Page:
Statins and Your Calcium Scores

A woman sitting on a park bench with heart pain

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Healthcare providers sometimes use a calcium score to help decide whether to recommend treatment with a statin.

A “calcium scan” is an X-ray technique used to assess the amount of calcium deposits in the coronary arteries, which indicates that atherosclerosis is present. Statins are used to treat high cholesterol and prevent coronary artery disease that leads to heart attacks.

However, in some people, the calcium score increases with statin therapy. This is a point of controversy and concern among cardiologists (heart experts).

This article explains why statins are used and what their relationship to your calcium score may mean. It also covers why there's some evidence to suggest a rise in the score may actually indicate a treatment benefit.

What Do Calcium Scores Mean?

A calcium score of zero, measured in the coronary arteries, means there is no identifiable disease. You have a low risk for cardiovascular incidents like heart attack, stroke, or related death in the next 10 years. Your healthcare provider may assess treatment with statins on the basis of this score, as well as other factors. Calcium score ranges also include:

  • 1 to 99: mild disease
  • 100 to 399: moderate disease
  • 400 or higher: severe disease

Why Statins Are Prescribed

Statin drugs like Lipitor (atorvastatin) are used to treat your cholesterol level but also any plaque buildup in the walls of your arteries due to atherosclerosis. These plaques can grow large enough to partially block the artery and produce symptoms, such as angina or claudication.

Claudication occurs when poor blood flow due to arterial disease leads to symptoms of pain and weakness in the legs when you walk.

The real problem with these plaques is that they can suddenly rupture, causing a sudden occlusion (blockage) of the artery—which often leads to a heart attack or a stroke.

Plaques are deposits of several materials, including lipids, inflammatory cells, fibrotic cells, and calcium. It is the calcium in atherosclerotic plaques that is detected by a cardiac calcium scan—the higher the calcium score, the more extensive is atherosclerosis.

Statins and the Calcium Score

Several studies have now shown that treating a patient who has atherosclerosis with statins can increase the cardiac calcium score, even though elevated scores are cause for concern and often the reason for treating with statins in the first place.

In 2015, a study was published in the Journal of the American College of Cardiology which helps to clarify what this increase in calcium means.

Investigators reviewed eight separate studies which had used intravascular ultrasound (IVUS, a catheter technique) to assess the size and composition of atherosclerotic plaques in patients treated with statins. They found two things:

  • High-dose statin therapy tended to shrink plaques.
  • While the plaques were shrinking, their composition was changing.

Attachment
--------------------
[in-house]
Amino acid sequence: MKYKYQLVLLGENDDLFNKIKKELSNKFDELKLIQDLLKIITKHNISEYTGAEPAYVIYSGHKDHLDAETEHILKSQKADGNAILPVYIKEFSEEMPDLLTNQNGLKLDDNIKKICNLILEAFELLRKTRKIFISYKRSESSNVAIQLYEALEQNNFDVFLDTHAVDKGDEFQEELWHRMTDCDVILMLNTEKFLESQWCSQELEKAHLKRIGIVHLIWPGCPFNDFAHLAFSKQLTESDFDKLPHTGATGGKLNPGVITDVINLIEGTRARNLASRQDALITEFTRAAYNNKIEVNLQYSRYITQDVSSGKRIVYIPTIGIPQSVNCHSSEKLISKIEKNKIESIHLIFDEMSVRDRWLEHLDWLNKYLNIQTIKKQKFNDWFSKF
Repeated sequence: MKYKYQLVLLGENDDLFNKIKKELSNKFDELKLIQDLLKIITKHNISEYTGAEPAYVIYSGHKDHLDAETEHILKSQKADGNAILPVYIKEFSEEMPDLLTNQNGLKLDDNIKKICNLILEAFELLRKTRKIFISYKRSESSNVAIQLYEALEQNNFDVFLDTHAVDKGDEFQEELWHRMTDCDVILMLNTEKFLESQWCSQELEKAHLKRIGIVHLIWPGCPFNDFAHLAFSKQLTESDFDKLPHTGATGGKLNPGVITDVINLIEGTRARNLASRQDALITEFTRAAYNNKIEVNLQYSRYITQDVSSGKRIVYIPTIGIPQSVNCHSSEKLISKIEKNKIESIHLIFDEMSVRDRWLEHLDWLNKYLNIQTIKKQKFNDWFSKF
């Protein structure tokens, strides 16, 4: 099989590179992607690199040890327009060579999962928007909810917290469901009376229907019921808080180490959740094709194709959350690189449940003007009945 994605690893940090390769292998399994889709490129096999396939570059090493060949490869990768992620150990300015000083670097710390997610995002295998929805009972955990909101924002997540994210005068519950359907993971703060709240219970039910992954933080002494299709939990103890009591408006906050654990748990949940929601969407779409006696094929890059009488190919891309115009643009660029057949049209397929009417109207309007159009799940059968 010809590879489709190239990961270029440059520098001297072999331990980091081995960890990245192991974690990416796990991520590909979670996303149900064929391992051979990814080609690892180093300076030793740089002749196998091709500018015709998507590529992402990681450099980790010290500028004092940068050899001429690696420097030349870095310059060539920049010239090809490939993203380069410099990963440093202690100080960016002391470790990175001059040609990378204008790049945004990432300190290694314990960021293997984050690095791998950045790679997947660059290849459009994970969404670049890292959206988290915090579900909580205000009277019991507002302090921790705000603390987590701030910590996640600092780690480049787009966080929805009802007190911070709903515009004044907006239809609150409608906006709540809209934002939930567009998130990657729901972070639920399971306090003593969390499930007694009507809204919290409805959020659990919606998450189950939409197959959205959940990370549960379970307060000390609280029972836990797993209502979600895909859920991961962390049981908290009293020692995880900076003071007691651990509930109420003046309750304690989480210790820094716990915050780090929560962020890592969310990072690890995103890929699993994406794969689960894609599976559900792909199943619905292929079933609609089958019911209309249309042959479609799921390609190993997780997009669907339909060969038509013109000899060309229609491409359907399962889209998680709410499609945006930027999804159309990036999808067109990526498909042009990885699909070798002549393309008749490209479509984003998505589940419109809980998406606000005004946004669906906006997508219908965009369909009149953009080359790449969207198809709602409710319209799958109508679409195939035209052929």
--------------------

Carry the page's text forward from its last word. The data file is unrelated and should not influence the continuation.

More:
After statin therapy, the volume of lipid deposits within plaques diminished, and the volume of fibrotic cells and calcium increased. These changes—converting an unstable “soft” plaque to a more stable “hard” plaque—may render a plaque less prone to sudden rupture.

Researchers think this finding may be linked to the fact that statin therapy significantly reduces the risk of heart attacks in patients with coronary artery disease.

Statins and Higher Calcium Scores

Evidence supports the idea that statin therapy not only reduces cholesterol levels but also changes existing plaques to make them less dangerous. As part of this process, the plaques may become more calcified—and thus, the calcium score goes up. An increasing calcium score with statin therapy, therefore, may indicate treatment success, and should not be a cause for alarm.

While this theory is not settled science, at this point it best fits the available evidence.


A cardiac calcium scan can be a useful tool in assessing the presence or absence of coronary artery disease. If calcium is present, atherosclerosis is present—and aggressive lifestyle changes are in order. Statin therapy and other inventions, like taking a daily aspirin, may be prescribed.

But once statin therapy has begun, interpreting later calcium scans becomes more of a problem. If the calcium score goes up, it may not indicate worsening coronary artery disease, but rather, is likely to be a positive effect of statin treatment.

Talk with your healthcare provider about your screening calcium scan, and why it may be helpful if you are at some risk for coronary artery disease. Keep in mind, though, that higher calcium scores from repeat scans after statin therapy may actually indicate the statins are working.

6 Sources
Verywell Health uses only high-quality sources, including peer-reviewed studies, to support the facts within our articles. Read our editorial process to learn more about how we fact-check and keep our content accurate, reliable, and trustworthy.
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Additional Reading

By Richard N. Fogoros, MD
Richard N. Fogoros, MD, is a retired professor of medicine and board-certified in internal medicine, clinical cardiology, and clinical electrophysiology.